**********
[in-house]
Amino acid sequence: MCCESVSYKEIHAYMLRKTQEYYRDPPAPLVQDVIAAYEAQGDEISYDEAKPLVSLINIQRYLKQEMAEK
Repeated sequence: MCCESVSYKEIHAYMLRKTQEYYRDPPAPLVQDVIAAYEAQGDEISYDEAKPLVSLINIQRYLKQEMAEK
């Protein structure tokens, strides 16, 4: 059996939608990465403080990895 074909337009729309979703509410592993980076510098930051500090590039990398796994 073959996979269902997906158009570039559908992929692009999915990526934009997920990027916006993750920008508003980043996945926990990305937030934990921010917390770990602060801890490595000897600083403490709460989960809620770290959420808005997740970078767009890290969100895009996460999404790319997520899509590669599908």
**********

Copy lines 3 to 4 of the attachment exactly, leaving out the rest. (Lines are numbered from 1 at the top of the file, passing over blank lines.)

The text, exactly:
Repeated sequence: MCCESVSYKEIHAYMLRKTQEYYRDPPAPLVQDVIAAYEAQGDEISYDEAKPLVSLINIQRYLKQEMAEK
């Protein structure tokens, strides 16, 4: 059996939608990465403080990895 074909337009729309979703509410592993980076510098930051500090590039990398796994 073959996979269902997906158009570039559908992929692009999915990526934009997920990027916006993750920008508003980043996945926990990305937030934990921010917390770990602060801890490595000897600083403490709460989960809620770290959420808005997740970078767009890290969100895009996460999404790319997520899509590669599908």